Q & A: Hamoud Salhi on American Foreign Policy in the Middle East

Hamoud Salhi

Hamoud Salhi, associate professor of political science, specializes in international politics and comparative politics with an emphasis on the Middle East and Northern Africa, terrorism and counterterrorism, and political change in the Third World. He was in Algeria over winter break, during which time he joined a panel of experts to discuss American foreign policy and the Arab Spring.

Dateline caught up with Salhi last week and asked him about this trip and his thoughts on events in the Middle East.


Dateline: Why were you in Algeria and for how long were you there?

Hamound Salhi: I was in Algeria for 10 days. I was invited to join in a panel on America foreign policy and the Arab Spring. I took the opportunity to spend some quality time with the family, as well.


Dateline: On the panel organized by the newspaper El Moudjahid, you were both an insider and an outsider, being Algerian but living permanently in the U.S. and speaking as an expert in American foreign policy in the region. How does having ties to both countries/regions benefit or hinder your perspective and opinions?

HS: Having ties to both countries has more benefits than drawbacks. I am able to address issues and speak to them from different perspectives considering that I am familiar with the nuances, political cultures and historical specificity of each country. One major benefit is access to reliable sources. Because of my involvement in the media and having completed my undergraduate studies in Algeria, I am in constant contact with the major players in the region, including in the government, the media, and the academia. As such, my goal has been to use those sources in my research, teaching and commentaries to enhance my understanding of this region and add value to my contribution to the field of my studies. And my views are sought out by organizations and individuals, as well. The region always inquires about U.S. behavior, not just in their part of the world, but elsewhere. Being here and from there gives me a distinct authority.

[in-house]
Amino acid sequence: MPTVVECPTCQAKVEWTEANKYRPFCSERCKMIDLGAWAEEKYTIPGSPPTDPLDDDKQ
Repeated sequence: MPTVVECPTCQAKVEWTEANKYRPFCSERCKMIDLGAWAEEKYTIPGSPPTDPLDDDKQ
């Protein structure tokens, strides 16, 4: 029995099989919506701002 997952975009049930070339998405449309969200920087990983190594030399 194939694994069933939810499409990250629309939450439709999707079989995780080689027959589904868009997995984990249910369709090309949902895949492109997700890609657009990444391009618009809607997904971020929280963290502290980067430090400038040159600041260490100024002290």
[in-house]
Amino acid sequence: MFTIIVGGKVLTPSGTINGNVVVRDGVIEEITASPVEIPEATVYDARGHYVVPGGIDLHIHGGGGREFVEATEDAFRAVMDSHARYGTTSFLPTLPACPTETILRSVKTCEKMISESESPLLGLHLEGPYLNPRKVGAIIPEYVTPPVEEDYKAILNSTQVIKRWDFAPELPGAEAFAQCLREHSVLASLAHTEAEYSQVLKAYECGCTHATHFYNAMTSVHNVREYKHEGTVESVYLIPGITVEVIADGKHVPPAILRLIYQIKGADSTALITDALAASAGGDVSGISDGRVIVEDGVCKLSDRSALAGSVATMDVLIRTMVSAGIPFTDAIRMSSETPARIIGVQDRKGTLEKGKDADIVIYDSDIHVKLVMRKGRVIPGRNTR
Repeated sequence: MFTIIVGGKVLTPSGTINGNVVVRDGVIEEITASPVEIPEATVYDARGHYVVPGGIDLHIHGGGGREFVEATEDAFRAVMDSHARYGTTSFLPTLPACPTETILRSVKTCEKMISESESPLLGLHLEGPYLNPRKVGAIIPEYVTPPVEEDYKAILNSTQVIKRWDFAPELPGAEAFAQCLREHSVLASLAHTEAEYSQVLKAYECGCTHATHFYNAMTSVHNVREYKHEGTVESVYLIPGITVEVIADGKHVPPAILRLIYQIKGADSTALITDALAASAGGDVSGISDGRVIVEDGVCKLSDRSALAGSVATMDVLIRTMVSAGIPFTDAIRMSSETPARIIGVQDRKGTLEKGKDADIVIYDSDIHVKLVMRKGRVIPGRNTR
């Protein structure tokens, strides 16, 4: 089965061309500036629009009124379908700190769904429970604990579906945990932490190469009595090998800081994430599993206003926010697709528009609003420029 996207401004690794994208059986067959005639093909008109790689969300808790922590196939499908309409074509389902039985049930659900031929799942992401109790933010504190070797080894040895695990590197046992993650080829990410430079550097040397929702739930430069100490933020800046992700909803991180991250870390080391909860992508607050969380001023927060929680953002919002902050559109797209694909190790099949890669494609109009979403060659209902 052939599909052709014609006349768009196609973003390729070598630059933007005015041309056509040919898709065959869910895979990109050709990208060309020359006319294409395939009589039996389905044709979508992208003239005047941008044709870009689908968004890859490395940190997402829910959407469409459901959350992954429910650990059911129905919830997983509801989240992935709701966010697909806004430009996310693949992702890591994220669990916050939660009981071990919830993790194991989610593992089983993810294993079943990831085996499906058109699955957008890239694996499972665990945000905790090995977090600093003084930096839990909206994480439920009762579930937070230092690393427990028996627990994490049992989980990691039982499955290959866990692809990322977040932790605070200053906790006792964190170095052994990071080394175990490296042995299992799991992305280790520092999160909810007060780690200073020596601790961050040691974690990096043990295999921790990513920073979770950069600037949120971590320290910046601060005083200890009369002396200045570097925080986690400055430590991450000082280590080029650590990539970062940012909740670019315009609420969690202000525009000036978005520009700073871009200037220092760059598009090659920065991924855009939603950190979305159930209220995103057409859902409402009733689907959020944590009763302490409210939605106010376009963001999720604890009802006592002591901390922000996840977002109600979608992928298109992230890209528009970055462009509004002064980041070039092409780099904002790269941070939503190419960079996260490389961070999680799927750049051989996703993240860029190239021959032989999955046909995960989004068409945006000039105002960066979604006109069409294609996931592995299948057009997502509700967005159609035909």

But it can be daunting too. For example, it has been difficult for me to root out conspiracy theories that float frequently in the Middle East and Northern Africa. Having been trained in the U.S. in the philosophy of evidence, I have found some audiences in the region unhappy when I reply that I have no substantial facts to support a claim, or when I ask someone for their supporting evidence. During this last trip a former official in the Algerian government insisted that the Arab Spring was in the U.S’s grand strategic plan and that the U.S. knew all along what was coming to the region. Apparently, the official was not satisfied with my position that the Arab Spring took the U.S. by surprise. Ironically, many journalists in the audience were in agreement with the official, believing that the entire revolutionary ordeal in the Middle East and Northern Africa was a conspiracy.

Hamoud Salhi (left) speaking on a panel while in Algeria. (Photo reposted from http://www.elmoudjahid.com/fr/actualites/36987)